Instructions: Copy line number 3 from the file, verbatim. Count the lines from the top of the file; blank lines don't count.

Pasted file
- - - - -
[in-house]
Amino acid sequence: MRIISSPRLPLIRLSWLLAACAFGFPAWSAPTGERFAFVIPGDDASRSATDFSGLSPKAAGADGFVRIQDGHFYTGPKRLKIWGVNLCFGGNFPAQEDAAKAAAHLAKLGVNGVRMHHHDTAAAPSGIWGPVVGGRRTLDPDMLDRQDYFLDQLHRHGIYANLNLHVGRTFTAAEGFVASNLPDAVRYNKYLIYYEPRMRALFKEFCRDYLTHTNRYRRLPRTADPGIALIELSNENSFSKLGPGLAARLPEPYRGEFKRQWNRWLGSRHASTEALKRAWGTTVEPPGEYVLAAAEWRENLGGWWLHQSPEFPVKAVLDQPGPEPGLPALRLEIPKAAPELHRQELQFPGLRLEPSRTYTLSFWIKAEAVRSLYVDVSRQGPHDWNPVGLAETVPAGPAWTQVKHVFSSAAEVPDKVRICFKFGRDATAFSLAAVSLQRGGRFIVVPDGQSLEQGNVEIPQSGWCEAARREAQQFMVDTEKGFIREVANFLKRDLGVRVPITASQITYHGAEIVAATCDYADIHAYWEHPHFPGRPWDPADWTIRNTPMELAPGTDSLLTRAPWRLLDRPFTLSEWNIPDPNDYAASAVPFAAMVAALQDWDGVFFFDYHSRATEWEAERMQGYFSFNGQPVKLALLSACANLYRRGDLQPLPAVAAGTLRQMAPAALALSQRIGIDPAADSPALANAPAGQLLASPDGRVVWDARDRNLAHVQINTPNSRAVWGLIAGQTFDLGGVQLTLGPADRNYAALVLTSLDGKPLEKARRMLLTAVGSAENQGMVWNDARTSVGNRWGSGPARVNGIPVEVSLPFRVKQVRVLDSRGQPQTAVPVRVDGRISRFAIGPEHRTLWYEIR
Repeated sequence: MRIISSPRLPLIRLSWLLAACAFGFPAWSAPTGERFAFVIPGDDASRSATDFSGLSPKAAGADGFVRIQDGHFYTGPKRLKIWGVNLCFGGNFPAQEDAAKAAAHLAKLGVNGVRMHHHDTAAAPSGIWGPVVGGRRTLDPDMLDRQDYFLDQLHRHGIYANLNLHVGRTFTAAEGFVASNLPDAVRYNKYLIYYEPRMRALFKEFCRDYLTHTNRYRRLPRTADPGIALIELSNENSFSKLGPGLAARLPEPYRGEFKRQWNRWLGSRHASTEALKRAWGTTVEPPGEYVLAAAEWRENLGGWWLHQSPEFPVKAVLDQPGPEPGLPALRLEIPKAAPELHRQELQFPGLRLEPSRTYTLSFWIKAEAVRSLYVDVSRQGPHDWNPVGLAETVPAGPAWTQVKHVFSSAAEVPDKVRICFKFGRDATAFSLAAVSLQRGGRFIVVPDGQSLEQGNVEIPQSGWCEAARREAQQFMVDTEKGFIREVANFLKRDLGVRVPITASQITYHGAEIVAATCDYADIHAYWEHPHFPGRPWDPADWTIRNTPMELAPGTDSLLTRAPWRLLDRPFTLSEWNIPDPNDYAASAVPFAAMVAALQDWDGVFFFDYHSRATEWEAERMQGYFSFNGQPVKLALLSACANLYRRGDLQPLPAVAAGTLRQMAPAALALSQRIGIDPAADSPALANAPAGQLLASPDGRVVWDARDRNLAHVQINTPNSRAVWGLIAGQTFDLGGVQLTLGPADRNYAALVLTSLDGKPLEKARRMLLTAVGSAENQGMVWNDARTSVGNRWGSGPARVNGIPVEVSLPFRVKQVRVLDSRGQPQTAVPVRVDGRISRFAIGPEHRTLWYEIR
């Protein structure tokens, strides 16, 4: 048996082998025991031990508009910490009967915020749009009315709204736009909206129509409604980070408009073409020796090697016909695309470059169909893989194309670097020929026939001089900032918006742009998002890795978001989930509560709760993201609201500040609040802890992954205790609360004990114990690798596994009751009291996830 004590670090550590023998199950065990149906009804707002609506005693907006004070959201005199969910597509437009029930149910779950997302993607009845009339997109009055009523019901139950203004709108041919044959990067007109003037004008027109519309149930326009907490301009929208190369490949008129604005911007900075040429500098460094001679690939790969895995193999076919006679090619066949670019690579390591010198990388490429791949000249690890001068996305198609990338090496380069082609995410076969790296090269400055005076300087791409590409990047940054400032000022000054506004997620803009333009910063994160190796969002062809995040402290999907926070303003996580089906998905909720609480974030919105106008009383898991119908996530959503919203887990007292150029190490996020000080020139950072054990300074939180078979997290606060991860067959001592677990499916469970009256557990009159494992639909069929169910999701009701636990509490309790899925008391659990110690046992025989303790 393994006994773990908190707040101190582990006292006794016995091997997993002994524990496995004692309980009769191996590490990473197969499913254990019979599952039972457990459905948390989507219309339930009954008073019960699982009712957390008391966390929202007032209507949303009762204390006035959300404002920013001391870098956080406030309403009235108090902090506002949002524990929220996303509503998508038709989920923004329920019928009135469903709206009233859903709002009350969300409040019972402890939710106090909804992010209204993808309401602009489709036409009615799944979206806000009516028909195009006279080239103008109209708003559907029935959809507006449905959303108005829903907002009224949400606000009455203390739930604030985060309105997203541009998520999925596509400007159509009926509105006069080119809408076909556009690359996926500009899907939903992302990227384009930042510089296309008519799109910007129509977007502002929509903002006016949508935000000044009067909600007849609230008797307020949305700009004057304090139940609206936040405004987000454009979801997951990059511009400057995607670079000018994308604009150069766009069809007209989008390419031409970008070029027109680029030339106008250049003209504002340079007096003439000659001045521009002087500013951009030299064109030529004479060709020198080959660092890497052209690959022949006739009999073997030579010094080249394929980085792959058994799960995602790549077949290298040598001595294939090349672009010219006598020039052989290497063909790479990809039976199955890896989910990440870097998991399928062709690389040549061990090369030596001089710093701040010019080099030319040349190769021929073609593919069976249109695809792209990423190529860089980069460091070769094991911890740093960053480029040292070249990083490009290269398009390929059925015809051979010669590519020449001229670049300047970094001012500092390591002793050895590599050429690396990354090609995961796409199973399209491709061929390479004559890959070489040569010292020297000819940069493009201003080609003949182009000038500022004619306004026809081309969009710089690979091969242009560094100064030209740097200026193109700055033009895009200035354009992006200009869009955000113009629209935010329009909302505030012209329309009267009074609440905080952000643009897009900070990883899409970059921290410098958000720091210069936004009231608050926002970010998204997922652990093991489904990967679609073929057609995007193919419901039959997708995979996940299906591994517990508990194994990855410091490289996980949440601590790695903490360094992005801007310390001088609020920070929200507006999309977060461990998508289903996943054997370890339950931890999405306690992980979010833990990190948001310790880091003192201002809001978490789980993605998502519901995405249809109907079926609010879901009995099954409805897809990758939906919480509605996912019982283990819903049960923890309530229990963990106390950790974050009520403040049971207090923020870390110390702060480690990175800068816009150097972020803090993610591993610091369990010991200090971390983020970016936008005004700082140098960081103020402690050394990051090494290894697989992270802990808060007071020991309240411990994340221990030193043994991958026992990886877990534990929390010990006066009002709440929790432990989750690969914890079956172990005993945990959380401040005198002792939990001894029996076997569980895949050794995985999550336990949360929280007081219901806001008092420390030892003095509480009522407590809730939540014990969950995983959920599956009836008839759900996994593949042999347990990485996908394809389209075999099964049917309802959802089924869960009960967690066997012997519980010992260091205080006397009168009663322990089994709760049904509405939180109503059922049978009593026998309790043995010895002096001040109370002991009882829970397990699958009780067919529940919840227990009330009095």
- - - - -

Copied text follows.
Repeated sequence: MRIISSPRLPLIRLSWLLAACAFGFPAWSAPTGERFAFVIPGDDASRSATDFSGLSPKAAGADGFVRIQDGHFYTGPKRLKIWGVNLCFGGNFPAQEDAAKAAAHLAKLGVNGVRMHHHDTAAAPSGIWGPVVGGRRTLDPDMLDRQDYFLDQLHRHGIYANLNLHVGRTFTAAEGFVASNLPDAVRYNKYLIYYEPRMRALFKEFCRDYLTHTNRYRRLPRTADPGIALIELSNENSFSKLGPGLAARLPEPYRGEFKRQWNRWLGSRHASTEALKRAWGTTVEPPGEYVLAAAEWRENLGGWWLHQSPEFPVKAVLDQPGPEPGLPALRLEIPKAAPELHRQELQFPGLRLEPSRTYTLSFWIKAEAVRSLYVDVSRQGPHDWNPVGLAETVPAGPAWTQVKHVFSSAAEVPDKVRICFKFGRDATAFSLAAVSLQRGGRFIVVPDGQSLEQGNVEIPQSGWCEAARREAQQFMVDTEKGFIREVANFLKRDLGVRVPITASQITYHGAEIVAATCDYADIHAYWEHPHFPGRPWDPADWTIRNTPMELAPGTDSLLTRAPWRLLDRPFTLSEWNIPDPNDYAASAVPFAAMVAALQDWDGVFFFDYHSRATEWEAERMQGYFSFNGQPVKLALLSACANLYRRGDLQPLPAVAAGTLRQMAPAALALSQRIGIDPAADSPALANAPAGQLLASPDGRVVWDARDRNLAHVQINTPNSRAVWGLIAGQTFDLGGVQLTLGPADRNYAALVLTSLDGKPLEKARRMLLTAVGSAENQGMVWNDARTSVGNRWGSGPARVNGIPVEVSLPFRVKQVRVLDSRGQPQTAVPVRVDGRISRFAIGPEHRTLWYEIR